Afghanistan welcomes Russia’s tripartite summit proposition
AT-KABUL: The government of Afghanistan seems optimistic about Russia’s offer to hold a meeting with the representatives of the two countries and the United States.
The chief executive office said Wednesday that the meeting would help Afghanistan turn to a cooperation point of the two rival powers (the US and Russia).
Russian Foreign Minister, Sergei Lavrov in a meeting with President Ashraf Ghani at the sideline of the Tashkent conference asked for the trilateral meeting. Presidential office said that Ghani welcomed the offer.
Kabul hopes the meeting would result in the favor of Afghanistan. Political analysts say that Moscow aims to put an end to its “accusation game” with Washington.
Javid Faisal, deputy spokesman of the chief executive, said the government was working to finalize consultations on the time and place of the meeting.
“In general, the meeting will help Afghanistan to become a cooperation place between Moscow and Washington. It also helps Afghans reach their goal that is the peace process,” Faisal said Wednesday.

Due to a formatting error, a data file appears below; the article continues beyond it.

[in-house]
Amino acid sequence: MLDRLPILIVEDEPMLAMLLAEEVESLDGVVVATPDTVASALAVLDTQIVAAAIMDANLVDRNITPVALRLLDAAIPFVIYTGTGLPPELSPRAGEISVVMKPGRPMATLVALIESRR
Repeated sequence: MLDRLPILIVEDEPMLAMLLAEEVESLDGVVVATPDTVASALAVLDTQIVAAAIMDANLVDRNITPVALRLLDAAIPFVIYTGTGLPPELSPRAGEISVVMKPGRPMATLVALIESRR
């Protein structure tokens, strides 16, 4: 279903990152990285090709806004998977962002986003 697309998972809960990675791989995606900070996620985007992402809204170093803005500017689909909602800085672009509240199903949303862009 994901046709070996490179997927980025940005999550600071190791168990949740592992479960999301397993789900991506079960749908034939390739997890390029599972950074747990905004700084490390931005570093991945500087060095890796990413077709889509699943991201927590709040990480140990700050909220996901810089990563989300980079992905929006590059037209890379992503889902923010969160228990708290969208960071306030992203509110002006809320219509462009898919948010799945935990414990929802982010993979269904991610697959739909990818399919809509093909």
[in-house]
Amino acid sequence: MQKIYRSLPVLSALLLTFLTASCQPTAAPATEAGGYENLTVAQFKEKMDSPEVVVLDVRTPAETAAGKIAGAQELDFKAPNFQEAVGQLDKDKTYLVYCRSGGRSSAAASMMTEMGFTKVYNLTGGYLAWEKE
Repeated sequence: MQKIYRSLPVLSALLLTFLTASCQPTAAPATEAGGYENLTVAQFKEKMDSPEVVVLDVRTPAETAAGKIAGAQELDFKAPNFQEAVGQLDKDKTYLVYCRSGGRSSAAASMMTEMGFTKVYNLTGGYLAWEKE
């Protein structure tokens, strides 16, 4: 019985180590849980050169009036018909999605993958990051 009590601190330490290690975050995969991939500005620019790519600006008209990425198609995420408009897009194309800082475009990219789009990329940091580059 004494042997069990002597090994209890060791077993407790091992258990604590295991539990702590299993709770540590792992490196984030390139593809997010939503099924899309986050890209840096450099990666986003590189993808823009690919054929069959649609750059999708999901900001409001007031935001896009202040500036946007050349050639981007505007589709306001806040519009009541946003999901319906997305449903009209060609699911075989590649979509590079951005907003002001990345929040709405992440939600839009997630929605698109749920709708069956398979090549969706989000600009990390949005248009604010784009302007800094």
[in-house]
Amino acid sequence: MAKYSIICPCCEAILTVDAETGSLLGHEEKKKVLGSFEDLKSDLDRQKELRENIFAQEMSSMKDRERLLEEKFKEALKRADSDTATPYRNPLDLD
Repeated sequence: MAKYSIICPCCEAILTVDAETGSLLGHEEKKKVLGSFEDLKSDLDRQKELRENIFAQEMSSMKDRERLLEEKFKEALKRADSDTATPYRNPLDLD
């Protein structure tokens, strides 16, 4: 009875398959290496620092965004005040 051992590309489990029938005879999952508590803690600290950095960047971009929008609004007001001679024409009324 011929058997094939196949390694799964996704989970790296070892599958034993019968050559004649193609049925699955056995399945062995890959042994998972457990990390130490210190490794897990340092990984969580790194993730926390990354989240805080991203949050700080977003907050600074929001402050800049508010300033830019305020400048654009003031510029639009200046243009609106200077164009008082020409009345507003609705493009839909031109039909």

The United States is yet to comment. The US troops’ commander in Afghanistan, John Nicholson had earlier accused Russia of providing arms and weapons to Taliban fighters, saying the arms were provided to the insurgents through Tajikistan.
Both Russia and Tajikistan dismissed the allegations.
“What is clear is that Russia is unhappy with the blame games with the US. Moscow plans to put an end to this game in a face to face meeting with the representatives from the US and Afghanistan,” political analyst, Ali Amiri said. “Nicholson’s allegation was a matter of concern for Russia.”
Amiri said the blame games between Moscow and Washington would be harmful for Afghanistan.
Russia has said it doubted the US acts against the Daesh terrorist group, adding that thousands of Daesh fighters had come to Afghanistan from other countries.
Russia’s allegations were rejected by the US military officials, who count the number of the Daesh fighters some 1,500. President Ghani counts the number “less than 2,000”.
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